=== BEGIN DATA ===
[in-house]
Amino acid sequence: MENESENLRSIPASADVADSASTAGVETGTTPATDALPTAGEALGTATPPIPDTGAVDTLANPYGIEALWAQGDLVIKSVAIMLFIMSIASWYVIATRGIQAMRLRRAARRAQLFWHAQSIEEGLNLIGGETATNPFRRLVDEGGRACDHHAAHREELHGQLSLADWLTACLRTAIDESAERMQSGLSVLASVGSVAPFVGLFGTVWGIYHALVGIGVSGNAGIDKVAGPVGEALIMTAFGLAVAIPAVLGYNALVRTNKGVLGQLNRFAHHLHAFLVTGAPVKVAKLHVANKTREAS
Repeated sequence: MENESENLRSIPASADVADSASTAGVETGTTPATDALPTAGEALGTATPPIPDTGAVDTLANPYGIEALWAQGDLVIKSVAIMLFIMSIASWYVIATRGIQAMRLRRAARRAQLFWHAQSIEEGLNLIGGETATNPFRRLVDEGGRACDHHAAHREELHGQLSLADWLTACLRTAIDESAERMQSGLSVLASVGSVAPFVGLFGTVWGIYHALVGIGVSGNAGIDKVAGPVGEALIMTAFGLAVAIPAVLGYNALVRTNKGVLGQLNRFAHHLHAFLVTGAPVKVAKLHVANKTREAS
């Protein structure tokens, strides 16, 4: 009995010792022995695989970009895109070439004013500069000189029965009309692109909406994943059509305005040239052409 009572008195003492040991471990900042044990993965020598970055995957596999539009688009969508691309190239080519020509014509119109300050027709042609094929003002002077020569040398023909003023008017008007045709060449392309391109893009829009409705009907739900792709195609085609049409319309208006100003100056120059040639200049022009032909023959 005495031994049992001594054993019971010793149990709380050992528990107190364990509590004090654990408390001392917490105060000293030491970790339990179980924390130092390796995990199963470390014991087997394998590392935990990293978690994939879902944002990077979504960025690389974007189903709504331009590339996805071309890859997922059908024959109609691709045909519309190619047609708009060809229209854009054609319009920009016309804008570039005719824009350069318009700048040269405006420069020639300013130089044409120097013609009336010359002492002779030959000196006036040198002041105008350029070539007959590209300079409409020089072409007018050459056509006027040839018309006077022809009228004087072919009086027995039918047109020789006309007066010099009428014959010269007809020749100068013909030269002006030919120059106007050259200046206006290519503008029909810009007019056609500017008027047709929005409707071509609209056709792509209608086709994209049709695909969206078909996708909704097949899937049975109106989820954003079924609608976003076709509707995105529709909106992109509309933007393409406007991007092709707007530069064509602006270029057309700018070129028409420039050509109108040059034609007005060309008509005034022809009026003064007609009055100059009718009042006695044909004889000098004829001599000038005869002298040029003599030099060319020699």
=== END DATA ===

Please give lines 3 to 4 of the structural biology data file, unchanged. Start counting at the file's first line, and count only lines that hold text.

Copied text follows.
Repeated sequence: MENESENLRSIPASADVADSASTAGVETGTTPATDALPTAGEALGTATPPIPDTGAVDTLANPYGIEALWAQGDLVIKSVAIMLFIMSIASWYVIATRGIQAMRLRRAARRAQLFWHAQSIEEGLNLIGGETATNPFRRLVDEGGRACDHHAAHREELHGQLSLADWLTACLRTAIDESAERMQSGLSVLASVGSVAPFVGLFGTVWGIYHALVGIGVSGNAGIDKVAGPVGEALIMTAFGLAVAIPAVLGYNALVRTNKGVLGQLNRFAHHLHAFLVTGAPVKVAKLHVANKTREAS
């Protein structure tokens, strides 16, 4: 009995010792022995695989970009895109070439004013500069000189029965009309692109909406994943059509305005040239052409 009572008195003492040991471990900042044990993965020598970055995957596999539009688009969508691309190239080519020509014509119109300050027709042609094929003002002077020569040398023909003023008017008007045709060449392309391109893009829009409705009907739900792709195609085609049409319309208006100003100056120059040639200049022009032909023959 005495031994049992001594054993019971010793149990709380050992528990107190364990509590004090654990408390001392917490105060000293030491970790339990179980924390130092390796995990199963470390014991087997394998590392935990990293978690994939879902944002990077979504960025690389974007189903709504331009590339996805071309890859997922059908024959109609691709045909519309190619047609708009060809229209854009054609319009920009016309804008570039005719824009350069318009700048040269405006420069020639300013130089044409120097013609009336010359002492002779030959000196006036040198002041105008350029070539007959590209300079409409020089072409007018050459056509006027040839018309006077022809009228004087072919009086027995039918047109020789006309007066010099009428014959010269007809020749100068013909030269002006030919120059106007050259200046206006290519503008029909810009007019056609500017008027047709929005409707071509609209056709792509209608086709994209049709695909969206078909996708909704097949899937049975109106989820954003079924609608976003076709509707995105529709909106992109509309933007393409406007991007092709707007530069064509602006270029057309700018070129028409420039050509109108040059034609007005060309008509005034022809009026003064007609009055100059009718009042006695044909004889000098004829001599000038005869002298040029003599030099060319020699």